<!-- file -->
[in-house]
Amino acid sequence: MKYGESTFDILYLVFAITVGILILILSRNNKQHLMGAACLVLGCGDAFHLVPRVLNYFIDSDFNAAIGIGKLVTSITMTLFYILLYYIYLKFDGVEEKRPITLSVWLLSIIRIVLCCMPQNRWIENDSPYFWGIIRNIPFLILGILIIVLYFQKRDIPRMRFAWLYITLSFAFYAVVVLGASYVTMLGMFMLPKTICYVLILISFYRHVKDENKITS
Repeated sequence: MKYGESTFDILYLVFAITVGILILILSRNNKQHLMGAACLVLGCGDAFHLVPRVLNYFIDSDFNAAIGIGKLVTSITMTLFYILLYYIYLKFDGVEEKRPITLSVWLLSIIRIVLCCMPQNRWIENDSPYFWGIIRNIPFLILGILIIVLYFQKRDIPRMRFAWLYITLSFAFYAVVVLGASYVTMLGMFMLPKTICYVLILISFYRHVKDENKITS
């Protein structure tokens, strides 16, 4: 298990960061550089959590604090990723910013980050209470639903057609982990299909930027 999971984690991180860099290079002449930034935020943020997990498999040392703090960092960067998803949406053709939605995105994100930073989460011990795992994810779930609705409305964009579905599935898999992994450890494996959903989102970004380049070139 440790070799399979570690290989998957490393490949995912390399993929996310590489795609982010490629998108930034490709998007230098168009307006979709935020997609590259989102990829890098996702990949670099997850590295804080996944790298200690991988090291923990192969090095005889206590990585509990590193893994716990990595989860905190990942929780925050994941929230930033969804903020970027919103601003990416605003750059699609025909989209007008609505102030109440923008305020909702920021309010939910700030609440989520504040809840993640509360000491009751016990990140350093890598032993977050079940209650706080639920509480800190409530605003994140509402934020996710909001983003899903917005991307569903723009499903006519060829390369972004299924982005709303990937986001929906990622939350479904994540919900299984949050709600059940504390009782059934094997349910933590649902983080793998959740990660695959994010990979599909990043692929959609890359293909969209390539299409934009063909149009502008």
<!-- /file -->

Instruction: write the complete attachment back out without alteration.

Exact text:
[in-house]
Amino acid sequence: MKYGESTFDILYLVFAITVGILILILSRNNKQHLMGAACLVLGCGDAFHLVPRVLNYFIDSDFNAAIGIGKLVTSITMTLFYILLYYIYLKFDGVEEKRPITLSVWLLSIIRIVLCCMPQNRWIENDSPYFWGIIRNIPFLILGILIIVLYFQKRDIPRMRFAWLYITLSFAFYAVVVLGASYVTMLGMFMLPKTICYVLILISFYRHVKDENKITS
Repeated sequence: MKYGESTFDILYLVFAITVGILILILSRNNKQHLMGAACLVLGCGDAFHLVPRVLNYFIDSDFNAAIGIGKLVTSITMTLFYILLYYIYLKFDGVEEKRPITLSVWLLSIIRIVLCCMPQNRWIENDSPYFWGIIRNIPFLILGILIIVLYFQKRDIPRMRFAWLYITLSFAFYAVVVLGASYVTMLGMFMLPKTICYVLILISFYRHVKDENKITS
């Protein structure tokens, strides 16, 4: 298990960061550089959590604090990723910013980050209470639903057609982990299909930027 999971984690991180860099290079002449930034935020943020997990498999040392703090960092960067998803949406053709939605995105994100930073989460011990795992994810779930609705409305964009579905599935898999992994450890494996959903989102970004380049070139 440790070799399979570690290989998957490393490949995912390399993929996310590489795609982010490629998108930034490709998007230098168009307006979709935020997609590259989102990829890098996702990949670099997850590295804080996944790298200690991988090291923990192969090095005889206590990585509990590193893994716990990595989860905190990942929780925050994941929230930033969804903020970027919103601003990416605003750059699609025909989209007008609505102030109440923008305020909702920021309010939910700030609440989520504040809840993640509360000491009751016990990140350093890598032993977050079940209650706080639920509480800190409530605003994140509402934020996710909001983003899903917005991307569903723009499903006519060829390369972004299924982005709303990937986001929906990622939350479904994540919900299984949050709600059940504390009782059934094997349910933590649902983080793998959740990660695959994010990979599909990043692929959609890359293909969209390539299409934009063909149009502008």